The Kappan archive offers a window into the debate about what the aims of schools — and their curricula — should be.
Questions about how to rethink school curricula often come down to what we believe the goals of schooling should be. And in the April 1927 Kappan, Leslie Updegraph (“Present status of moral education”) declared this question to be a settled matter:
It is now commonly recognized by our present-day educators, as well as by a great number of laymen, that the chief aim of education is to develop noble manhood and womanhood. Turning their backs upon the former idea of sharpening the intellect and equipping the individual for personal success, the leaders in American education have replaced this thought with the ideal of moulding personalities in such a way that they will use the instrument of the mind for the great good of humanity and live in harmony with the good of the whole. (p. 137)
Although the purpose of Updegraph’s article was principally to discuss how to measure and report on students’ character development, he might be surprised (and dispirited) to know that the question of the chief goal of education has been a matter of much debate across Kappan’s 100 volumes.
The terms of the debate about the purposes of education (and thus the shape of the curriculum) have varied over the years, but the heart of the matter concerns whether schools are meant to prepare students for college, careers, and/or life in general, including civic life.
The value of liberal education
Many Kappan authors have called upon schools to focus on developing students as humans, not just future students or workers, arguing that a liberal education equips students for whatever practical challenges lay ahead. For instance, writing during World War II, Willard Youngdal, in “Why liberal arts now?” (March 1943), declared that “only those persons who are liberally educated can be trusted with the planning of the peace. A technically trained specialist does not have the depth of background or breadth of understanding necessary for an intelligent grasp of postwar problems” (p. 136).
Liberal education remained of central concern to Kappan authors for decades, though its fortunes gradually seemed to decline, as suggested by the title of the May 1979 special issue (“Last hurrah for liberal education?”). In the lead article, “The prospects for liberal education: A sociological perspective,” Christopher Hurn explained why the outlook appeared so gloomy:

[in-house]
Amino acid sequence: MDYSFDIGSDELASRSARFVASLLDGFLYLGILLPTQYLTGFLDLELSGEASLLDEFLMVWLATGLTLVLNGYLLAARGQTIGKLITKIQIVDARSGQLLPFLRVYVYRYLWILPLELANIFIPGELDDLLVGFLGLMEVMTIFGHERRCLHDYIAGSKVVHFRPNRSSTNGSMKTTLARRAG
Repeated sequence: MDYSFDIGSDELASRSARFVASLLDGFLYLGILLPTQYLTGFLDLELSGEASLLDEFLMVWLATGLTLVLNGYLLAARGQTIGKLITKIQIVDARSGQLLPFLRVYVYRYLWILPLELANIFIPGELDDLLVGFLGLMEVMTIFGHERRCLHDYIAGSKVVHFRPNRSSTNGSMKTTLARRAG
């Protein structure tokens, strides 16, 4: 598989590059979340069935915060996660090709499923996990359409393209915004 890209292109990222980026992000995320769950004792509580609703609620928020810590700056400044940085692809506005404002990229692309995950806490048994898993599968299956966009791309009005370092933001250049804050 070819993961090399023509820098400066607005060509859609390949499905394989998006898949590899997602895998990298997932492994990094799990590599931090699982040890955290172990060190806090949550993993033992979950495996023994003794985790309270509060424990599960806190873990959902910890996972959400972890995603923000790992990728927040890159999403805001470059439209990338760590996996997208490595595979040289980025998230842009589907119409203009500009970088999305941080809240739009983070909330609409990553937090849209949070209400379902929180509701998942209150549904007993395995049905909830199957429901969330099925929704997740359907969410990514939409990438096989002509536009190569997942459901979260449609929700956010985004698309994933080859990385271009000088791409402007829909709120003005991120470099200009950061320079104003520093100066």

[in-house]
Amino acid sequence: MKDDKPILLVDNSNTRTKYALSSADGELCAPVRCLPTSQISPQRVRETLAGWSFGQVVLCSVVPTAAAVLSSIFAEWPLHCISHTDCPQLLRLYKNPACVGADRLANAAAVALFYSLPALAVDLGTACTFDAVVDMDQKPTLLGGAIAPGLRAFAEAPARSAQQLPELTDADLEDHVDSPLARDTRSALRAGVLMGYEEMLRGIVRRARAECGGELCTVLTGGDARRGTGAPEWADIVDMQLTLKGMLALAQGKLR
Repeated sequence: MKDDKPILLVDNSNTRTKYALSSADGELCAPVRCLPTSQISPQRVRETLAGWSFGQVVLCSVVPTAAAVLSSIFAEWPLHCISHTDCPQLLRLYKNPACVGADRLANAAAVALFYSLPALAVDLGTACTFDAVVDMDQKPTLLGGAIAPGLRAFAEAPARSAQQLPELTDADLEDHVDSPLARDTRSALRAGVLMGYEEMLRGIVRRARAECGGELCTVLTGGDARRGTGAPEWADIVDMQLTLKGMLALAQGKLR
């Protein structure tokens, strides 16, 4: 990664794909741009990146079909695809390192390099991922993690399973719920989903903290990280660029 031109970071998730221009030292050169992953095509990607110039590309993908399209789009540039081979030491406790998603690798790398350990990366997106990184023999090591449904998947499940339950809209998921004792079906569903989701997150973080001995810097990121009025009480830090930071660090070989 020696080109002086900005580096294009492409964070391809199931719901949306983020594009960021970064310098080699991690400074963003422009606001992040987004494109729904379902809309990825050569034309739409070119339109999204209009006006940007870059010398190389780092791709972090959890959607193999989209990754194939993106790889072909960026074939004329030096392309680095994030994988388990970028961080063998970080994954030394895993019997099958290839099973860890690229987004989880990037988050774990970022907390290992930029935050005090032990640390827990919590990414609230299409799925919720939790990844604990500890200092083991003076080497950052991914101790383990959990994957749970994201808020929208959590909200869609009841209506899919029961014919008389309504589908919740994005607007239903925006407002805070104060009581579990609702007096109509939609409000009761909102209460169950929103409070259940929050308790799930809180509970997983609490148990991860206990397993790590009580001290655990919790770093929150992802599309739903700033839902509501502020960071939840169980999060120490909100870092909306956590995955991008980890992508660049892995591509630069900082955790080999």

The importance of education is increasingly justified, not as the transmission of a common cultural heritage of values and accumulated knowledge that is valuable in itself, but as a means of training in a world where old skills are constantly becoming obsolete and new skills continually required. And in this conception, it is hardly necessary to add, liberal education becomes, if it is mentioned at all, merely ornamental. (p. 630)
Incorporating vocational education
However, not all Kappan authors took liberal education to be inherently superior to the study of practical skills. For example, in September 1942, Junius Meriam (“The high school curriculum”) complained that the high school curriculum, including the course of study suggested by the influential Committee of Ten in 1893, was too closely linked to higher education. And so, he wrote, “The masses of youth not going to college may profit as they can” (p. 13). Far better to focus on what the majority of students need as they make their way through life today. Preparation for the future is of secondary importance.
In November 1962, Sherwin Shermis went further, pushing back against those who would treat vocational fields, such as journalism and education, as unworthy subjects for higher education. It wasn’t so long ago, he pointed out, that astronomy and biology were seen as dubious areas of study:
It seems to me that a realization of the extreme recency of the intellectual emergence of the sciences ought both to clarify and mute present controversy. If the sciences have but recently emerged into their present classification of true intellectual disciplines, then why can it not be understood that the twentieth century is seeing the emergence of other disciplines, that as these emerging disciplines perfect their techniques and build up their stock of dependable generalizations, they too, will constitute bona fide intellectual disciplines. (p. 85)